Cape Cod’s economy can’t be understood without accounting for its large share of seasonal homes. Second-home owners occupy nearly 40% of Barnstable County’s residential units, and represent roughly half of all seasonal homes in Massachusetts.
To better understand the role these homes and their owners play, the Cape Cod Commission went to the source, conducting a second of its kind survey.
Second homeowners were asked about their homes, how they use them now and plan to in the future, and how they participate in the region’s economy. The first survey was completed for the Commission in 2008.
The survey was conducted in Spring 2017 by the University of Massachusetts Donahue Institute. A random sample of 6,448 second homeowners on Cape Cod received written surveys, 1,300 of which were returned.
“We recognize the commitment second-home owners have to this region and the benefits they bring to communities,” said Paul Niedzwiecki, Executive Director of the Commission. “We also recognize how their buying power can influence the housing market and create ownership challenges for local residents.”
Survey findings will inform land-use planning, housing policy, economic development priorities and infrastructure needs across Cape Cod.
The Cape’s second-home owners are above average in terms of education and income. While a third of respondents acquired their second home in the last 10 years, 10% in the last three, more than a third have owned their homes for more than 25 years, with some remaining in the family for upwards of 100 years. More than half of the respondents live year-round in Massachusetts. In-state responses were dominated by the Boston-area counties of Middlesex, Norfolk and Suffolk, which represent a third of all respondents.
A new area of study is the effect climate change and sea-level rise play in the outlook of second home owners. Despite a majority of second homes located within a mile of the coast, fewer than 7% of expected any short-term impacts of coastal erosion or flooding. This grows to 11% in the next 25 years.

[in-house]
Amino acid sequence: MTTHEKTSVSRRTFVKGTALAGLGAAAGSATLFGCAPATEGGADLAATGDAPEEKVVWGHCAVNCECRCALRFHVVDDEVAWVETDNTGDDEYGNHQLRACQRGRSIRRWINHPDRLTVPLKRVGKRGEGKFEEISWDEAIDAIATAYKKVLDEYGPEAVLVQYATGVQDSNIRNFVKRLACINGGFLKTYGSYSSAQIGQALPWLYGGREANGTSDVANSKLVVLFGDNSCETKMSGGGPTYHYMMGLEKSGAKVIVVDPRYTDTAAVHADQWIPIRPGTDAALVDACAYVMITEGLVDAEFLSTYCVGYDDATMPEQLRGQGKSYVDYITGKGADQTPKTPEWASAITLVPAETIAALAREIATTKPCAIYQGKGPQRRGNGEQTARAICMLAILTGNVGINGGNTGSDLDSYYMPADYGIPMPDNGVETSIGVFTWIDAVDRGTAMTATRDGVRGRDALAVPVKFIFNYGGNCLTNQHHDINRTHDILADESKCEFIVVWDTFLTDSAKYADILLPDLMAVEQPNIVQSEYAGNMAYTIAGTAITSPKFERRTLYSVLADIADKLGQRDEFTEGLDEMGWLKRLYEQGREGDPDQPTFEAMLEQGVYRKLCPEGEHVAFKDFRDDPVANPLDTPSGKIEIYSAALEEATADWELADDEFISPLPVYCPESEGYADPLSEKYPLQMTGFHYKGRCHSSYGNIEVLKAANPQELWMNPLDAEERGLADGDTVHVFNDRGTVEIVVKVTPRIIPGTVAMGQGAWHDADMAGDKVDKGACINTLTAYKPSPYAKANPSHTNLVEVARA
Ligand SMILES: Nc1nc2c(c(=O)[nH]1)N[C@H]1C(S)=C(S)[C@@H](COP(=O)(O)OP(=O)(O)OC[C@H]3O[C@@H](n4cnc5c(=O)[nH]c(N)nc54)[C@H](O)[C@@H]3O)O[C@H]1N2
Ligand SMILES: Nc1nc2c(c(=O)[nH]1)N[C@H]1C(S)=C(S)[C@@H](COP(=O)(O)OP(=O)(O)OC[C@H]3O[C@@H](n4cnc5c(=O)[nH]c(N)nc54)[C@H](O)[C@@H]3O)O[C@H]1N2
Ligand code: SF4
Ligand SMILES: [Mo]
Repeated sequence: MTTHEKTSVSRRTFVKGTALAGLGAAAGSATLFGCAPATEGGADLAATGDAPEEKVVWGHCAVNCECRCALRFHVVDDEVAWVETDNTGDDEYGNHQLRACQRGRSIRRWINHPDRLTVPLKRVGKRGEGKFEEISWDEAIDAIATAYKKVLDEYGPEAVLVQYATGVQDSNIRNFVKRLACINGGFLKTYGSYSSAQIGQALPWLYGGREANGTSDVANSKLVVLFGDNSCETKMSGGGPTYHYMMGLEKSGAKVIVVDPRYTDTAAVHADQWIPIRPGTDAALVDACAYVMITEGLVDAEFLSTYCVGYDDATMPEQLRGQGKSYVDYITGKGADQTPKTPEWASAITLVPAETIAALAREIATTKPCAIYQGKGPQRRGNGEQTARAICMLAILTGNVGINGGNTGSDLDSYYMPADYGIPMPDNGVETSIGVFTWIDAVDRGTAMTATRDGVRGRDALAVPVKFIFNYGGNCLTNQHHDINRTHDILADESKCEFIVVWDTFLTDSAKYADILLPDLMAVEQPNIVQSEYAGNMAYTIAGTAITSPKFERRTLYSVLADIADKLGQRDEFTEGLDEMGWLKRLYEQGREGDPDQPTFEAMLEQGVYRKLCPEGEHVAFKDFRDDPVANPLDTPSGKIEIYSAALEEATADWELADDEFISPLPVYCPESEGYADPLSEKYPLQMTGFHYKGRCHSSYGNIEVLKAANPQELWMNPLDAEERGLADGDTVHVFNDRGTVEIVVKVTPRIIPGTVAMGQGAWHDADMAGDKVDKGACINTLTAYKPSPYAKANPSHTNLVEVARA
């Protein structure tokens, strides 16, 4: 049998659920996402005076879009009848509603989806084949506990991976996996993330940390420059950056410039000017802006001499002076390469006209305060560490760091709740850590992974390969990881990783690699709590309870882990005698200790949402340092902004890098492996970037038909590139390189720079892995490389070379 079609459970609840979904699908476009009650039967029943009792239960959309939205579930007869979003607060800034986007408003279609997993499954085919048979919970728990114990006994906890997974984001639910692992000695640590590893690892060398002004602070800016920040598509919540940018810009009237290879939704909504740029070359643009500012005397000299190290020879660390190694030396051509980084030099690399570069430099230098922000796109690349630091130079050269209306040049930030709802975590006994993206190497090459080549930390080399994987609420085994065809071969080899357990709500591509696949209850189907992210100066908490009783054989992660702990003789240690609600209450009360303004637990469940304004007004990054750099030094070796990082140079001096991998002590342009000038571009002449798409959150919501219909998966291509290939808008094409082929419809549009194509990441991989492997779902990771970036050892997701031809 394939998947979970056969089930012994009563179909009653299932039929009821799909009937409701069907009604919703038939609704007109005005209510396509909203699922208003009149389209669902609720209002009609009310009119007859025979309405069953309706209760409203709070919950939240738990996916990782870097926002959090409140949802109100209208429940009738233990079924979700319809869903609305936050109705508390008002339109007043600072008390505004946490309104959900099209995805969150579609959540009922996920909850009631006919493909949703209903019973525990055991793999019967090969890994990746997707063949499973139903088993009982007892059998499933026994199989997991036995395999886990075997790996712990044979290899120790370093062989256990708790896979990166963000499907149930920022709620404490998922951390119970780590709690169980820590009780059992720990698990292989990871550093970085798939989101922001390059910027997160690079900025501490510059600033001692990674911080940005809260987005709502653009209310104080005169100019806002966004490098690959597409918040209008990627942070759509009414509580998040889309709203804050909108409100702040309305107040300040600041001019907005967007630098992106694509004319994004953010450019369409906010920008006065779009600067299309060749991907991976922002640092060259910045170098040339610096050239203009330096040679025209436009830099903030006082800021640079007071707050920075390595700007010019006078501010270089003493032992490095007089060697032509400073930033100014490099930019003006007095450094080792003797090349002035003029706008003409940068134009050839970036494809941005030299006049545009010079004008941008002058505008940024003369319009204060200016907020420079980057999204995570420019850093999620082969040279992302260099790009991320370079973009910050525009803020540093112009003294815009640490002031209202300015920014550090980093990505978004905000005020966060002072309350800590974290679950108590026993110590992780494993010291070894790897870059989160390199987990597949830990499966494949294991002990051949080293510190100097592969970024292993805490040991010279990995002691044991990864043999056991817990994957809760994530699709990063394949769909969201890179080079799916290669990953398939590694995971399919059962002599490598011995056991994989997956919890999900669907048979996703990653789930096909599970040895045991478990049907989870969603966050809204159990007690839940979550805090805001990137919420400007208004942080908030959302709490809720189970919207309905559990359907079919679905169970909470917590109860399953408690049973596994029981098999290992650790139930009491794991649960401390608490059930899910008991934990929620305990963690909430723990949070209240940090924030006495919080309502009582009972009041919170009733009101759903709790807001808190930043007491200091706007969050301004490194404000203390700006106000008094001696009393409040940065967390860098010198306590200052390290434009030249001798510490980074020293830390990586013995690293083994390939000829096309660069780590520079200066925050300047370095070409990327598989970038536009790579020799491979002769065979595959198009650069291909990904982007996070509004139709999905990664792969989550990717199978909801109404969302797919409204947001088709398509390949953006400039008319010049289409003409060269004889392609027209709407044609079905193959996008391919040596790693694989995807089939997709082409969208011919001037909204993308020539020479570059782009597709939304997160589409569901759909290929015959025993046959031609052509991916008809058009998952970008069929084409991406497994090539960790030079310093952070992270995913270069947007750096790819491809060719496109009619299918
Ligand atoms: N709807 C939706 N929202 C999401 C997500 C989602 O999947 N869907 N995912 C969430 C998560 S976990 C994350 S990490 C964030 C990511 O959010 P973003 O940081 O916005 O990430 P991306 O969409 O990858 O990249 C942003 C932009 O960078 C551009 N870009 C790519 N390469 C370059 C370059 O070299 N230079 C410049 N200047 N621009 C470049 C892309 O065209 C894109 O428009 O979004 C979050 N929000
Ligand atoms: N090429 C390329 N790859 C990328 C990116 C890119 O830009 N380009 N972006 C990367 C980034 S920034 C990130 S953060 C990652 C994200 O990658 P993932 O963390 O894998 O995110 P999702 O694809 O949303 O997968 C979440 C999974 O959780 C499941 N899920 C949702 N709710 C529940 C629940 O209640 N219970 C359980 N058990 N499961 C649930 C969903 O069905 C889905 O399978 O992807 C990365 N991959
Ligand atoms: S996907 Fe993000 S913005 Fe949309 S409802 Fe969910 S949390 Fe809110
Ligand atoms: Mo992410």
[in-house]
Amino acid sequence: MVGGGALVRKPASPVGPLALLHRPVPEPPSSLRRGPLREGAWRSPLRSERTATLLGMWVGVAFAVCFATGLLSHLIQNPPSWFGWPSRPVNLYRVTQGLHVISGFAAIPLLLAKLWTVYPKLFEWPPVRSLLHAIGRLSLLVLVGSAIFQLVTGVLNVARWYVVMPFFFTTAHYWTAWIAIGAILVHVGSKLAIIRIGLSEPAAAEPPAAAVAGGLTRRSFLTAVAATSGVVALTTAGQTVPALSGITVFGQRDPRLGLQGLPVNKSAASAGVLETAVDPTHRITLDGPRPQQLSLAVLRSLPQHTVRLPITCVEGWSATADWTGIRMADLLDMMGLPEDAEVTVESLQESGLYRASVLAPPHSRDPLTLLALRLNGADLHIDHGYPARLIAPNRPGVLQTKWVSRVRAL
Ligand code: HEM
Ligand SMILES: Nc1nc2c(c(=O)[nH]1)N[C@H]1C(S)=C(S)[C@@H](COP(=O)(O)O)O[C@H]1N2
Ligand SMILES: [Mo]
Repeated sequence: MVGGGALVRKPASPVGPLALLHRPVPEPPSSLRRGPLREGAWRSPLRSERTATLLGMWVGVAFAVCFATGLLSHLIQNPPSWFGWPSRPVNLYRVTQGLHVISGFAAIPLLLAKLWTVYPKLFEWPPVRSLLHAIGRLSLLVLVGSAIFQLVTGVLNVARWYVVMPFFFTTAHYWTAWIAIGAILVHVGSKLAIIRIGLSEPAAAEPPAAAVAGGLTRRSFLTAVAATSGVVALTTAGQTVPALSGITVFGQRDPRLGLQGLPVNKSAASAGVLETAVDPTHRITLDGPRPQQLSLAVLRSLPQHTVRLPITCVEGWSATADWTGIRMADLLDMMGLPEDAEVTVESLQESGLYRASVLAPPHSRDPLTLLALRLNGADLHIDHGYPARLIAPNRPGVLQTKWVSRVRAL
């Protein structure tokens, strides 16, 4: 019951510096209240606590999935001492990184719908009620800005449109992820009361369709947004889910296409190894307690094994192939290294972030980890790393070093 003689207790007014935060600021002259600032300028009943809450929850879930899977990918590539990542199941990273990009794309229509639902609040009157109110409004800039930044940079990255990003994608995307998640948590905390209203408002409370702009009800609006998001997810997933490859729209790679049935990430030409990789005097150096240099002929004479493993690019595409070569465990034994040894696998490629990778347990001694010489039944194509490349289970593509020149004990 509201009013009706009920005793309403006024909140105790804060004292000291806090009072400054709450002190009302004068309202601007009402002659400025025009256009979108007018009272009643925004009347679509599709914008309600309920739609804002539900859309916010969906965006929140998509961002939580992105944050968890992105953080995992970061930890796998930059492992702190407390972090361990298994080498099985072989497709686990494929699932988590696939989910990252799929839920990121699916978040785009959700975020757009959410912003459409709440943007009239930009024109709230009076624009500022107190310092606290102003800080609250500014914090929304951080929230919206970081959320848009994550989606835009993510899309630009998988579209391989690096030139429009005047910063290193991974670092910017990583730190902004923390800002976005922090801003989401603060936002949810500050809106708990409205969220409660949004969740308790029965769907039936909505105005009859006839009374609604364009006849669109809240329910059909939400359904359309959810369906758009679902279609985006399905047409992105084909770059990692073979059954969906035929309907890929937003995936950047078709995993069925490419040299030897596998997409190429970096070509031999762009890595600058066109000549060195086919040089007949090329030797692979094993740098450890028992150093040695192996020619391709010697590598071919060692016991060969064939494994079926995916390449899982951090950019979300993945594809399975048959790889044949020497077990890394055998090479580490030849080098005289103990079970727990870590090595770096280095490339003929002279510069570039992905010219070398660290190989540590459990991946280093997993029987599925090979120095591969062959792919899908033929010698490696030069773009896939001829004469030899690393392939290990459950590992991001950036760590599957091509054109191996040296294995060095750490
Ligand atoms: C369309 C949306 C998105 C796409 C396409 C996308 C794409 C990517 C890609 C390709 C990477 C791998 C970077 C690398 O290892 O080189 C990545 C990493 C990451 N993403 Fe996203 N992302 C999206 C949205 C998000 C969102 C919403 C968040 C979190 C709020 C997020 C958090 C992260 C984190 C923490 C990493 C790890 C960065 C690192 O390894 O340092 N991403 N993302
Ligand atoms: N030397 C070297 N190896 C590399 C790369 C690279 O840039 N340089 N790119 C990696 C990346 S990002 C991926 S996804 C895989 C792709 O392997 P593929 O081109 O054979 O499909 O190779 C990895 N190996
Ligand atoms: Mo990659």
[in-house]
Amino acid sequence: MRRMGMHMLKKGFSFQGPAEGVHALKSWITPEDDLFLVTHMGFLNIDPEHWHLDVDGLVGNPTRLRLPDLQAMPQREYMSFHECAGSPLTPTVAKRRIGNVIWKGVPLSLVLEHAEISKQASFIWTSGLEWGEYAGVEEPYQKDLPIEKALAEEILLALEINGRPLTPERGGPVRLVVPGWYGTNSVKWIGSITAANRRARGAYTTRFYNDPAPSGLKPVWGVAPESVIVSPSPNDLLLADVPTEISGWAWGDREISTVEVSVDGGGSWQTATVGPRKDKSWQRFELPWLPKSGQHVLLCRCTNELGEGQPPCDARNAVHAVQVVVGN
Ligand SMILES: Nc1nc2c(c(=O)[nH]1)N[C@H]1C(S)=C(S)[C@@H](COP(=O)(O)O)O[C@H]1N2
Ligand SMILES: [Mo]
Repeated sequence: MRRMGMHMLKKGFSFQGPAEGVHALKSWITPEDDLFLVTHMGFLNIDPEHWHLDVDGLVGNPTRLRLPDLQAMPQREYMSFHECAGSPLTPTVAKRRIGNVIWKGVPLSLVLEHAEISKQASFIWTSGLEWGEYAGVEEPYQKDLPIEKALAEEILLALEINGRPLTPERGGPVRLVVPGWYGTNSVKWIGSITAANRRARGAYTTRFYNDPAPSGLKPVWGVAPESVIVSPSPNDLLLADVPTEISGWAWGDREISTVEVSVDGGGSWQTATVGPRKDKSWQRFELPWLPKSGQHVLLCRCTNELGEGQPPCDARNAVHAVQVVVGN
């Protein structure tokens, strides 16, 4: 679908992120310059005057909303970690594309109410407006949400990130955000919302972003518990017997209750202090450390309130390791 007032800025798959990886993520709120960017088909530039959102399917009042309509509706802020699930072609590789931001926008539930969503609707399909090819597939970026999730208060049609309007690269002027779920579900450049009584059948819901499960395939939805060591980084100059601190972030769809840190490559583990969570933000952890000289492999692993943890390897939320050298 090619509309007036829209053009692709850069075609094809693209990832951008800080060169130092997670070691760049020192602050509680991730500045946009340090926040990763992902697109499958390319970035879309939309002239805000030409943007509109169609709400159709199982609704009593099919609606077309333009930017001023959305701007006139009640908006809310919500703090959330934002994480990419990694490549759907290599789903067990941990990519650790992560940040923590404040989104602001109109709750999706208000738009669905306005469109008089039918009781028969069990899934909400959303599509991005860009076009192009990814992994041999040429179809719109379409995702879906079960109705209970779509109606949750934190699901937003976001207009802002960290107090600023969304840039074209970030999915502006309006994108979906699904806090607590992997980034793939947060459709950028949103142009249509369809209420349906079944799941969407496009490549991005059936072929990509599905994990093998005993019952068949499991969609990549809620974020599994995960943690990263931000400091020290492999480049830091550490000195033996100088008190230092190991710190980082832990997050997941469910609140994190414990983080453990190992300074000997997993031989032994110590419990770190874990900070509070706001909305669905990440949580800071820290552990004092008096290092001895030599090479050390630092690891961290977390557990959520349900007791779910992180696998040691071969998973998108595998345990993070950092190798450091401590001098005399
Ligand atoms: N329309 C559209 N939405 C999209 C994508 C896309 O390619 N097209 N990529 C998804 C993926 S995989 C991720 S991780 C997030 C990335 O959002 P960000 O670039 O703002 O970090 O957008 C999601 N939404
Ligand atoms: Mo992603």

Respondents were also asked about changes in water quality since purchasing or constructing their home. A decline in nearby pond or coastal water quality was reported by 12% of second homeowners.
Key findings in the survey include:
71% did not rent their home in the previous 5 years
Intensity of second home use is higher for rentals than personal, 22 vs 20 days in July and August for an average of 5 vs 4 people
19% plan to convert to primary residences in the next 20 years
38% of those converting plan to work
70% are within one mile of the coast, 27% within 1/4 mile and 14% are on the coastline
11% expect significant impacts from coastal erosion and/or flooding
75% participate in Cape arts, culture, nonprofits and charitable organizations.
95% purchase groceries, garden and building supplies on Cape for their second home.
60% said they use off Cape vendors for certain services because they aren’t needed when on Cape
13% indicated price was a factor when selecting off-Cape vendor and just 4% indicated lower quality of services
Survey findings are reported for the Cape as a whole and by four Cape sub-regions: Upper, Mid, Lower, and Outer.